Twice this week I have read or heard something that made me sit up and take notice. In both instances, some of the discussion centered on our readers and the importance of placing the focus on them.
In other words, what is at the heart of your blog? Why are you blogging? What do you want people to know? AND what do your readers want to know about you?
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The first incident was while reading a post by Joel Friedlander in which he talks about the importance of an author maintaining a blog. After he has provided a list of things to include in your blog, Joel moves into a discussion of the "origin story," basically where you are coming from.
In other words, our readers deserve a bit of our background and experience in order to trust that we are qualified to be writing what we write. We must share where we come from, our background, and our experience -- the things that qualify us in their eyes.
Joel closes with a great example of how he used this himself after taking a course on blogging. He calls it his Publishing Timeline, an overview of the places where he had gained experience in publishing, the topic on which his blog is based.
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The second time I came across a similar reference was in a webinar presented by Joe Bunting of The Write Practice and Story Cartel. The subject of the webinar was building a platform for creative writers.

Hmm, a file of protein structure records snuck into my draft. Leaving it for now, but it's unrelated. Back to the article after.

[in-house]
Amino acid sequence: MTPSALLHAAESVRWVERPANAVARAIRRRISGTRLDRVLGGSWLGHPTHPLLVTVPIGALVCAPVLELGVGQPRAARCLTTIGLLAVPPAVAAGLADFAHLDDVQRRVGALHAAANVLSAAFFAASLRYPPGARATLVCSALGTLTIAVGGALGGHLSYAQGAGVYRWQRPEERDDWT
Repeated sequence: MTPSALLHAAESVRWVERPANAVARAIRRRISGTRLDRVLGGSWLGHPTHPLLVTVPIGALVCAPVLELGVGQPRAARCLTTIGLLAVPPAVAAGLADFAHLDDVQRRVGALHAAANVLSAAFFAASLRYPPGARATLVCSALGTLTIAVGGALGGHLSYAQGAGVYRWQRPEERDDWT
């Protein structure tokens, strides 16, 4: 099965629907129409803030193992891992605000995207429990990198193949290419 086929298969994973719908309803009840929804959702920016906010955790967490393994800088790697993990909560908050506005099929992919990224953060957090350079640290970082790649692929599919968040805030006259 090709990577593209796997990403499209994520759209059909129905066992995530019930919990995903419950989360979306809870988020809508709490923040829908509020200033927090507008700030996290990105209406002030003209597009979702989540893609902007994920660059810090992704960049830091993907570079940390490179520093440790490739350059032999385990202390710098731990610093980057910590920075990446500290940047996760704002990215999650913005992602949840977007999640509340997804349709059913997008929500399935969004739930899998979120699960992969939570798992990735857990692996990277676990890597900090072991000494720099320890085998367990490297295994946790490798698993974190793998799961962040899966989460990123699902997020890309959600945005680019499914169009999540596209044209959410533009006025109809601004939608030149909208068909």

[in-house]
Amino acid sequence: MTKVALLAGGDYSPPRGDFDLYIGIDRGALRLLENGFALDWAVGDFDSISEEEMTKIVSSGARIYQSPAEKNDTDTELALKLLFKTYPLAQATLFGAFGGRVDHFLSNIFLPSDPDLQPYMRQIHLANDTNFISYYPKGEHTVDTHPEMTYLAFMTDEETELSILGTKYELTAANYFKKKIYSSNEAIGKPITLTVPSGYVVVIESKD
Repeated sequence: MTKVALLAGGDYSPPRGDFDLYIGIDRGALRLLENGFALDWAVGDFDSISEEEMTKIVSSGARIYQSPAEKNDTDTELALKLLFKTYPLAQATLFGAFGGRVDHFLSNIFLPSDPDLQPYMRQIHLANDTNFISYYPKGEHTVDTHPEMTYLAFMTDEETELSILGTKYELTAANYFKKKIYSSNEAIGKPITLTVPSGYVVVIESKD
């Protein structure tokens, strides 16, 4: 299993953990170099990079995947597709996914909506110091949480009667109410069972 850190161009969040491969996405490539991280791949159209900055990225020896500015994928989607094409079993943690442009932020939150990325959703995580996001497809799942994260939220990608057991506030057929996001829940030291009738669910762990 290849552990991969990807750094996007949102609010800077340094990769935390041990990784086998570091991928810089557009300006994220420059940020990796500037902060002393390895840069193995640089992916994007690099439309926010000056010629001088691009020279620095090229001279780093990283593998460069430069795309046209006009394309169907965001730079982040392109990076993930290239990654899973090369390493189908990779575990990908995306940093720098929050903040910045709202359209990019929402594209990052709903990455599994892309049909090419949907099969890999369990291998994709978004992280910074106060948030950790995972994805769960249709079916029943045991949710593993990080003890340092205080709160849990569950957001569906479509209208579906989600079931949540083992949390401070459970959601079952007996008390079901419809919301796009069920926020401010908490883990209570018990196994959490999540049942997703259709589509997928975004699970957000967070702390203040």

I know none of us like hearing any more about "platform," and I understand most of you reading here are nonfiction writers, at the moment. I signed up for the webinar to learn a bit more as I have two historical fiction projects waiting in the wings. And I did pick up some good bits of information.
During the webinar, Joe talked about creative writersplacing their emphasis on writing about the genre they are writing in, others writing in the same genre, and books published in that genre than about how to write.
Granted Joe's comments were directed to writers hoping to publish creative fiction and therefore he points toward writing about the writer's chosen genre rather than so much about his "origin story." Joe also pointed to sharing the story you are writing. He pointed out that Tim Grahl of Out:think says 40% of a book can be given way to some people but not everyone. A good example is James Patterson who gave away approximately 19 chapters of his last book.
Therefore, sharing your story on your blog is an effective way to begin building that platform, for capturing your readers' interest now and when it's time to publish, you have a following already interested.
Afterwards I thought to myself, "Well, you don't have to tell me twice!" Usually hearing something repeated, or something similar, impresses on me that these are ideas worth remembering.
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Both Joel and Joe emphasize the impact these actions will have on building platform, drawing readers, and making our image known giving us a stronger reference point when we are ready to publish that next big book! As writers, our blog readers may become our book readers and our most valuable marketing tool.
?4U: What do you see here that will help you improve your standing with your readers? What do you want to start doing to implement either of these ideas? Join the discussion below!